Later on, such myths of hero cities, like those of hero regiments and fearless partisan brigades, made dreams of greatness possible for anyone. But, in reality, the price of victory was roughly 27 million Soviet lives. No family was untouched, no individual remained without a debt to those who died. It is a burden that every sovók has to carry, and few believe that the current generation understands. “Our grandchildren would have lost,” a bitter voice complains. “They have no ideals and no great dream.”

Great dreams are something that Alexievich understands. She knows that ordinary people guard appalling secrets that have gnawed at them for years. She has a knack for making strangers confide in her, perhaps because they sense that there will never be another chance. Some stick to dismal little failings, but others describe wartime collaboration, bloodlust and the murder of neighbours. Having done oral history, I know that these stories are hard to hear. Survivors often told me that they did not share them with their families, for fear of the damage they might cause. Yet an outsider merits no such protection. As speakers sharpen each new phrase like knives, it can feel like a surrogate revenge. Respondent and listener alike are punished with verbal blows, timed to guarantee maximum harm.

Alexievich must have had endless stamina. Yet she is also subtle, gracious, devastating. Without employing cheap tricks, she transfers every injury directly to the page. I had read only a third of this book when I began to have nightmares.

Though almost every sovók had a memory of violence, they also had specific ways of coping, not all of which required alcohol. The other anaesthetic was collective jollity. Alexievich is nostalgic for the banners and the Soviet songs. People believed they were happy because that was what they were told. Even as they gathered to discuss the latest proscribed book, self-appointed dissidents relied on the solid framework of their Soviet jobs and pensions, the prim respectability of Soviet cultural life. When the empire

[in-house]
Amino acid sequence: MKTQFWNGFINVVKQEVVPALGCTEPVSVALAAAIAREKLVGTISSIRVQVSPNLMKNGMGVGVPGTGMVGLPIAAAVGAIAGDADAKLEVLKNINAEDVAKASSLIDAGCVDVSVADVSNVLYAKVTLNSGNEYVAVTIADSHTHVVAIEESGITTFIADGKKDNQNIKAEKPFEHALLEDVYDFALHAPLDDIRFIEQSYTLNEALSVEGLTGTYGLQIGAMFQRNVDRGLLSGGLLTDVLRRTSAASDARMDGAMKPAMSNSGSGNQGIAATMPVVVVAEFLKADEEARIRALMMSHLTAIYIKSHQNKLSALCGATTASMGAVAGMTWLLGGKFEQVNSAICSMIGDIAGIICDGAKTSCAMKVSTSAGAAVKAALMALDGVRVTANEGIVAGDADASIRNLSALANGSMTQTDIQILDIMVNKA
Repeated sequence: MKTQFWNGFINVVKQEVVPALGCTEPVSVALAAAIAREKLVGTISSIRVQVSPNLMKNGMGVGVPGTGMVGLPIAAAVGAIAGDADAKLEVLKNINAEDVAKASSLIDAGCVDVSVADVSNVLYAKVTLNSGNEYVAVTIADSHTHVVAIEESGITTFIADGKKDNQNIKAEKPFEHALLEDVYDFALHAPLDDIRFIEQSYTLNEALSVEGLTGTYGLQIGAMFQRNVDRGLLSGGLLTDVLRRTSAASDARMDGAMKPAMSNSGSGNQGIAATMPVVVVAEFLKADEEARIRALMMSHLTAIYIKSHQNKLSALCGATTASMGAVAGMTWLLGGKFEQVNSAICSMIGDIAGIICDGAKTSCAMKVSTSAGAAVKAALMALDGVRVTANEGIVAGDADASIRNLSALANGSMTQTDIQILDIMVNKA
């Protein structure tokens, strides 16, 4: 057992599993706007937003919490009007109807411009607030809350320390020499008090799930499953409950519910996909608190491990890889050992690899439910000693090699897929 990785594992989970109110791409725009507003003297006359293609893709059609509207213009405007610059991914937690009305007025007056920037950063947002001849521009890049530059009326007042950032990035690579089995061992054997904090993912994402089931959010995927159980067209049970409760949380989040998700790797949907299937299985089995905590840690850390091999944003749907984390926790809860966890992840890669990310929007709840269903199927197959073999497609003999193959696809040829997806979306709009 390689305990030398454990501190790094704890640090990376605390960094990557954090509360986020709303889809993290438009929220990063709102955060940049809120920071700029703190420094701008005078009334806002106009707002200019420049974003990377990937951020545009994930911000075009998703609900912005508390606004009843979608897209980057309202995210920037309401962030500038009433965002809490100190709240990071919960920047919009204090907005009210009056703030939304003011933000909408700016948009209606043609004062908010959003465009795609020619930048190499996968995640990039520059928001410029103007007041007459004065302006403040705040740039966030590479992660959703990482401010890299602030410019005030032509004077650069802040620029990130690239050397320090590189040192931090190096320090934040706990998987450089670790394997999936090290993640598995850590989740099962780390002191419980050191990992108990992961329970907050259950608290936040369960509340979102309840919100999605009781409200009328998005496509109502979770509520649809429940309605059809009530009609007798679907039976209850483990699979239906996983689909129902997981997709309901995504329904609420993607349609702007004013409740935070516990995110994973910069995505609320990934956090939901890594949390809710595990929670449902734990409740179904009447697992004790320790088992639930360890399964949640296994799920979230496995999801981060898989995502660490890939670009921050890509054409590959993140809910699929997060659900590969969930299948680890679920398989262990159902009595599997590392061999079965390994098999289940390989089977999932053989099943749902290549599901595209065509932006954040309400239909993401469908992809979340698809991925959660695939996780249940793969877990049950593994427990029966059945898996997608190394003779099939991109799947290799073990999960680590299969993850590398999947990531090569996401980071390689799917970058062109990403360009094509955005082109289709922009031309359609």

collapsed, it came as a shock to everyone.

The disaster was swift and comprehensive. First, there was a new leader, Mikhail Gorbachev. “The country turned into a debating society,” one woman remembered. “The theatres grew empty; everyone was at home glued to their televisions.” But then came unemployment, shortages, the threat that all those Soviet certainties might prove false in the end. The foiling of a coup attempt against Gorbachev in August 1991 was the sovóks’ last victory. Since then, as the economy has mutated into a feral type of capitalist order, the older generation has endured poverty and ever-deeper shame.

A new generation spun quick bucks from T-shirts and pornography as libraries stood empty. Old battlefields were plundered for “vintage” weapons that collectors queued to buy. The humiliation was too much for some to bear. Timeryan Zinatov, a 77-year-old war hero, was one of many suicides. “I’d rather die standing up than on my knees, begging for my pauper’s pittance,” he wrote before he threw himself under a train. “I die, but I do not surrender.”

Like a photographer filming the last white rhinoceros, Alexievich has captured the sovóks’ world with subtlety and tenderness. She gives names and some ages, but what I missed was a sense of when each interview took place. This is not a detail: time moves quickly in the former Soviet spaces and context can be everything. Without dates and locations, readers may feel that they are drowning in a featureless sea of tears. On reflection, however, one realises that even that sensation may be something that our tragic European neighbours need us to share with them.

Catherine Merridale’s latest book, “Lenin on the Train”, is published by Allen Lane

This article appears in the 08 December 2016 issue of the New Statesman, Brexit to Trump